A Stressful Pregnancy Reduces The Chance Of Having A Boy

by Cassandra Stone
Originally Published: 
Jill Lehmann Photography/Getty

Enduring physical or mental stress during pregnancy means you’re less likely to have a boy

Pregnancies that include physical or mental stress may have a huge impact on the sex of the baby, according to a new study. Pregnant people who undergo physical or mental stress during their pregnancies are less likely to have a boy. They may also have a higher risk of preterm birth.

“The womb is an influential first home,” says the lead author of the study Catherine Monk, director of women’s mental health in OB/GYN at NewYork-Presbyterian/Columbia University Irving Medical Center. “We do know that males are more vulnerable in utero, and presumably the stress in these women is of a long-standing nature.”

There are an average of 105 boys born for every 100 female births in nature. But in this study, women who had higher blood pressure and other signs of physical stress had four boys for every nine girls, while moms who were psychologically stressed had two boys for every three girls. All of the women in the study had healthy pregnancies.

Interestingly, this particular birth pattern has presented itself before — both in times of national crisis. “Other researchers have seen this pattern of a decrease in male births related to traumatic cataclysmic events,” Monk says. “One of them being President Kennedy’s assassination and the other being the September 11 terrorist attacks in New York City.”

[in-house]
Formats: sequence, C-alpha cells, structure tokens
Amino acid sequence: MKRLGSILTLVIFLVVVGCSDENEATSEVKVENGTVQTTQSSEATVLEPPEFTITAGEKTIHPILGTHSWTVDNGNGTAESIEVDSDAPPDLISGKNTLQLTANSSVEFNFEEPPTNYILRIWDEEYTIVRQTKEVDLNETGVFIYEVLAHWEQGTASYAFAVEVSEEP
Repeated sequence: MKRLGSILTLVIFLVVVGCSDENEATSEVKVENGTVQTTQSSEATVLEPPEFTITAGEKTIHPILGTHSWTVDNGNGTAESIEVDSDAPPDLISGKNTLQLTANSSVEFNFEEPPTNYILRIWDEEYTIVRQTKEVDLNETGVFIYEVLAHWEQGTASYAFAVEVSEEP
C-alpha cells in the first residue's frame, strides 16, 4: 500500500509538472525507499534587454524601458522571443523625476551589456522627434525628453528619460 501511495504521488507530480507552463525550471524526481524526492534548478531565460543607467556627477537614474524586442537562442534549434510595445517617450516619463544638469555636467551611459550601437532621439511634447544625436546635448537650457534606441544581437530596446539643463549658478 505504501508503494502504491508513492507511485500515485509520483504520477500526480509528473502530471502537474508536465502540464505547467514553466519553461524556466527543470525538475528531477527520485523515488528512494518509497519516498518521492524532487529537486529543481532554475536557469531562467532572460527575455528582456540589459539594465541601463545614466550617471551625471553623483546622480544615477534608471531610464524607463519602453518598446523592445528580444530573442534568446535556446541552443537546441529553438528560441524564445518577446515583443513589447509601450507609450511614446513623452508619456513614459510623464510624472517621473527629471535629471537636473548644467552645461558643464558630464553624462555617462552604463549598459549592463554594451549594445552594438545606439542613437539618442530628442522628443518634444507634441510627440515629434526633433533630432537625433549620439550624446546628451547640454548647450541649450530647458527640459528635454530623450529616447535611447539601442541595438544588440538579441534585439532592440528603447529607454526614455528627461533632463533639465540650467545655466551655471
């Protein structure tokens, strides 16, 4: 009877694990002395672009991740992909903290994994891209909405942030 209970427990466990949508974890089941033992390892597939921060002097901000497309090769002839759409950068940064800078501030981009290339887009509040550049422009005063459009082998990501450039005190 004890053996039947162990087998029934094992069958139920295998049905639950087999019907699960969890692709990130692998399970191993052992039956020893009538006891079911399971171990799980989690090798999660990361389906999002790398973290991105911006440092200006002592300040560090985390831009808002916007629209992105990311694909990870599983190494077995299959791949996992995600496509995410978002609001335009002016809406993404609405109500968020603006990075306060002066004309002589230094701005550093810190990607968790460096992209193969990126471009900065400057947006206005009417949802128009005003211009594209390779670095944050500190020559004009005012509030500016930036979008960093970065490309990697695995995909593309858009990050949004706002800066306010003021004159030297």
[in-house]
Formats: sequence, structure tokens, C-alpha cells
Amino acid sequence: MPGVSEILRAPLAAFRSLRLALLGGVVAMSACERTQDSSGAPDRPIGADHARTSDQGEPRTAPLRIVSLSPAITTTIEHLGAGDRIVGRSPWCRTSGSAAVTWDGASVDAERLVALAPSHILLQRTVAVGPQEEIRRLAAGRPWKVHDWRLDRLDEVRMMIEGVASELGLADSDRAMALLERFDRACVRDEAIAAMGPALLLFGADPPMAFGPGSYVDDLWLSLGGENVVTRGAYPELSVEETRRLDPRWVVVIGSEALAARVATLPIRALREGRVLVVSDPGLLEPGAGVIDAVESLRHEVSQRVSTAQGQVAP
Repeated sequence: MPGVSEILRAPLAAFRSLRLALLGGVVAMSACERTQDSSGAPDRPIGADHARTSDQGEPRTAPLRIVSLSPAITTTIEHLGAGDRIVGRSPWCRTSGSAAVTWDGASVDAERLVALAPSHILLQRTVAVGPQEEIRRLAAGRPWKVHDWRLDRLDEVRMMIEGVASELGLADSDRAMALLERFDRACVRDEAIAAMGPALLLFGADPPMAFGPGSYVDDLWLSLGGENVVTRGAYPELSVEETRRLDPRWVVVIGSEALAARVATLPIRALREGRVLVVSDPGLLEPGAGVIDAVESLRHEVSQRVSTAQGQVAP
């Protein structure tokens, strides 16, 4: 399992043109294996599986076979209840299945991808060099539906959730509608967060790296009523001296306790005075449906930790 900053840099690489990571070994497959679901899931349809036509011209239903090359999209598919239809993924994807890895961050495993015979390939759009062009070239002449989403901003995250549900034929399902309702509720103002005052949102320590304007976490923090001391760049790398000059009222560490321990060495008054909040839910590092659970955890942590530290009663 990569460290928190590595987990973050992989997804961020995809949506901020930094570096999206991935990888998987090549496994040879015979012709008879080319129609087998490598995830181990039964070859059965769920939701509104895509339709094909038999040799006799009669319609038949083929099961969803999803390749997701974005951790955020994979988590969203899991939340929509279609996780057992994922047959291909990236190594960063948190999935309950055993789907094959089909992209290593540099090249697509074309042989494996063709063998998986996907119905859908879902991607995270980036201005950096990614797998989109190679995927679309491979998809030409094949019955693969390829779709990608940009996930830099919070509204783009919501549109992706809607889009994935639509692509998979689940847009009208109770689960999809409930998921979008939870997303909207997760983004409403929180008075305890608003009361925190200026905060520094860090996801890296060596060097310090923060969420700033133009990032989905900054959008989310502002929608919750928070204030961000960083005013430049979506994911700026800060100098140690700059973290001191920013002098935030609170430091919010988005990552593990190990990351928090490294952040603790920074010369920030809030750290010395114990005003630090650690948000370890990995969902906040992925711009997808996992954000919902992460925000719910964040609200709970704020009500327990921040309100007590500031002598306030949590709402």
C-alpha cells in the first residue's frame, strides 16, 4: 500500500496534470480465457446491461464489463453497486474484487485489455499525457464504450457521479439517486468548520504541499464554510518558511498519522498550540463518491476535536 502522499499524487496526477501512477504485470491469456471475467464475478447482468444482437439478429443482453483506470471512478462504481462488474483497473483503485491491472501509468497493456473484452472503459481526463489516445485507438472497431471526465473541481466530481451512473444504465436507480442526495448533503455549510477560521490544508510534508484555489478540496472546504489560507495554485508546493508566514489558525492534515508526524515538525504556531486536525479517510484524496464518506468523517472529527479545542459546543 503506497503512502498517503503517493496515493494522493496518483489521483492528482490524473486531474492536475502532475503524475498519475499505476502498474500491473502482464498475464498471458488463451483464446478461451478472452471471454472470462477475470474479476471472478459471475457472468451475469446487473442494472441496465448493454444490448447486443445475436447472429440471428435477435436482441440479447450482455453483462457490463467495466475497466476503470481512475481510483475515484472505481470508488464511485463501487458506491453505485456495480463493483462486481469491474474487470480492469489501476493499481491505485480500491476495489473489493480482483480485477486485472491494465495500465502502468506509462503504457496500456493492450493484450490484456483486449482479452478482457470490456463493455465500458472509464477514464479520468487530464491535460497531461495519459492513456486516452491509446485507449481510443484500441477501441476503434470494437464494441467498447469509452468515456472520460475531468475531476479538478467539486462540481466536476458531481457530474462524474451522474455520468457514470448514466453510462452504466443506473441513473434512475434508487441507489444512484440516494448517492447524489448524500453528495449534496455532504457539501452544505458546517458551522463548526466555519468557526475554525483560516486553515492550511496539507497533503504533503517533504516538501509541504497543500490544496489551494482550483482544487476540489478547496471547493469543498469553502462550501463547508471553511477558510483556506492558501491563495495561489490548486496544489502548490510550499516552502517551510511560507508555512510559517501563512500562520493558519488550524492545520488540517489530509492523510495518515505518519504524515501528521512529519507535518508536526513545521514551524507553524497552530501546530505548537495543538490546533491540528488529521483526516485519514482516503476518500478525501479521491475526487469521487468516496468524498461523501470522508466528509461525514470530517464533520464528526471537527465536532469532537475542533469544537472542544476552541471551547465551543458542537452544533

Those who were stressed out during their pregnancies were also more likely to give birth prematurely compared to those who were not stressed. However, pregnant people with more mental stress also had more birth complications, such as longer labor, than those with physical stress.

On the flip side, social support for pregnant persons makes a huge difference. Those with someone to talk to or count on for help with their problems had a lesser risk for premature delivery. They also had a greater chance of delivering a baby boy.

“The support could be from family and friends,” Monk said. “It could be a sense of belonging in a religious community. It’s the sense of social cohesion and social connectedness which research suggests is a buffer against the experiences of stress. It means you take a break from it.”

Support for pregnant people and new parents is critical. The United States is currently the country with the most stressed out moms with the least support, according to research published earlier this year. There is a lack of support for working mothers in the U.S. For example, American mothers stand out in their experience of crushing guilt and work-family conflict.

Stress during pregnancy is harmful for both the person carrying the baby and the baby itself. Beyond influencing the sex of the baby, perinatal stress can also increase the chance for postpartum depression as well as the host of physical problems mentioned above.

While stress is, no doubt, a part of life for everyone — it’s crucial for pregnant people and new mothers and fathers to find the support at home and at work that they need during this time.

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